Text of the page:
Some people asked me about the rollerblade girl at the Chinese New Year parade. Yeah, I know she’s really a woman but I’m currently senior to everyone but my mother in law. She wasn’t protesting anything at the Chinese parade but here she’s part of the ‘Wall St’ protest. She attracted a crowd. No rolling, really walking in the skates as the crowd was too dense to roll anywhere. My preference is the close up. But some complained that you don’t see the ‘blades then. It’s an interesting idea and I’m adding her to my list of parade regulars at the parades.
Bunny ears and a parrot. It’s a great photo op. The ears make it Easter. There were plenty of people around to get a picture with the parrot. The bird was quite calm in the crowd. You see this sort of thing everywhere and in almost every country I have visited. The exploitation and animal rights part is the subject of another political discussion. I just took the photo op.
Ok, the only way to know was to listen to the language in their speech. Over the top by far, this pair was the most outrageous of the day for me. They parted the crowd as they walked 5th Avenue. People virtually surrounded them as they crowded round to have their picture taken with them. Why? In any case they were definite crowd pleasers.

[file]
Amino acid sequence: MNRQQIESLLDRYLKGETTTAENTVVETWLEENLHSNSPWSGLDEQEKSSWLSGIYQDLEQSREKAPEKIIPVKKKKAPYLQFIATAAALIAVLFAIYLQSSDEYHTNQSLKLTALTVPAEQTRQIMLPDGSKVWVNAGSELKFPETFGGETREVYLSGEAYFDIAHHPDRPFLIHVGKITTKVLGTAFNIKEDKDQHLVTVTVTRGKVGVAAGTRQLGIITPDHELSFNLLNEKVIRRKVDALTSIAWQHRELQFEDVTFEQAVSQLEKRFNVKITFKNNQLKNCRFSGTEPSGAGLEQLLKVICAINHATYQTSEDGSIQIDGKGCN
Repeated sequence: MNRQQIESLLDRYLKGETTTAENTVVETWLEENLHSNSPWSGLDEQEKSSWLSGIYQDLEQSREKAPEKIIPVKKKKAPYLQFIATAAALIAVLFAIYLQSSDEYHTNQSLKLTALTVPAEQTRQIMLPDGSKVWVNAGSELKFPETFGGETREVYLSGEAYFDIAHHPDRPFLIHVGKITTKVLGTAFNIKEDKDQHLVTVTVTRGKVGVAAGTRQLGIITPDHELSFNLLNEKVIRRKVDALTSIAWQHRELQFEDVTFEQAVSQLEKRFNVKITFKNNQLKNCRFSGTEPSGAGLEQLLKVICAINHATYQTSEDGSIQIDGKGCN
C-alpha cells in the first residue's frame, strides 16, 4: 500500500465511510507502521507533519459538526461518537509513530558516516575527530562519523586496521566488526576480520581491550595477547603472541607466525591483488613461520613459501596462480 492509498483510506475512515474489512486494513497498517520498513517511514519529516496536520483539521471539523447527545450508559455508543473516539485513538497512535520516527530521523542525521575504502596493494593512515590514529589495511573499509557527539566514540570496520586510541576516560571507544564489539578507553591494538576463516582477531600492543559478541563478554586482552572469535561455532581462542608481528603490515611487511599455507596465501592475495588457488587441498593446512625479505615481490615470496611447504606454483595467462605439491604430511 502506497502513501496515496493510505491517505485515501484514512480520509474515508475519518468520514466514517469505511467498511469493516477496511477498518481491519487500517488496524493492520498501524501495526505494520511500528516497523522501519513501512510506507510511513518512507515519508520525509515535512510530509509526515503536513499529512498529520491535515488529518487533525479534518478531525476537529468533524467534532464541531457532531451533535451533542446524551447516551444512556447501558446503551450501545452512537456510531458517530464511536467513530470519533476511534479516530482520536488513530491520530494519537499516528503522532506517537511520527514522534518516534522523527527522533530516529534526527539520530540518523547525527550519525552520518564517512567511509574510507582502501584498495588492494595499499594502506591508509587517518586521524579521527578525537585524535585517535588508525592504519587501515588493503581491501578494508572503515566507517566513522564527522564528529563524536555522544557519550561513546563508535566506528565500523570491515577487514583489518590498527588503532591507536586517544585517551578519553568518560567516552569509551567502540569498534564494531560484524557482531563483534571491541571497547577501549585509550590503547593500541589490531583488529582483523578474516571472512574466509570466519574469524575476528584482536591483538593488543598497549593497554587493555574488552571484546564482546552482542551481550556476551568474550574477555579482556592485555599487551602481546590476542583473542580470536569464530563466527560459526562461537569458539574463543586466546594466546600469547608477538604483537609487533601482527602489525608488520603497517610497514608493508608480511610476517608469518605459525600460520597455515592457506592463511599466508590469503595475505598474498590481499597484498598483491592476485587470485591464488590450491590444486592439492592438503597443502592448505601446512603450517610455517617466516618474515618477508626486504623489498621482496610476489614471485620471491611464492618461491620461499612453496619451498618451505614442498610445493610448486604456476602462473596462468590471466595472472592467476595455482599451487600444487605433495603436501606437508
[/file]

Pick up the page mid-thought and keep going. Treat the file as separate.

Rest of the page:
These kids were overlooking the skating rink at Rockefeller Center. I waited to focus on the girl when her brother leaned in to add one more element of interest. Thanks kids and Happy Easter.
GE owns the building and is the GE is printed in gold gilded letters on the outside. I still call it Rockefeller Center. By the early afternoon you can see the crowd gathered around. The telephoto effect really brings the crowd in closer. I found out recently that my cousin I claustrophobic. It wasn’t really as bad as it looked.
I don’t know the era. I’m not a fashionista. But this small group made its way up 5th Avenue parting the crowd as it went. They were not stopping to pose for photos so I got this shot on the run. Auto focus is a beautiful invention. Wide angle and let fly. I got an isolation crop on the red head but this wider view was better for me.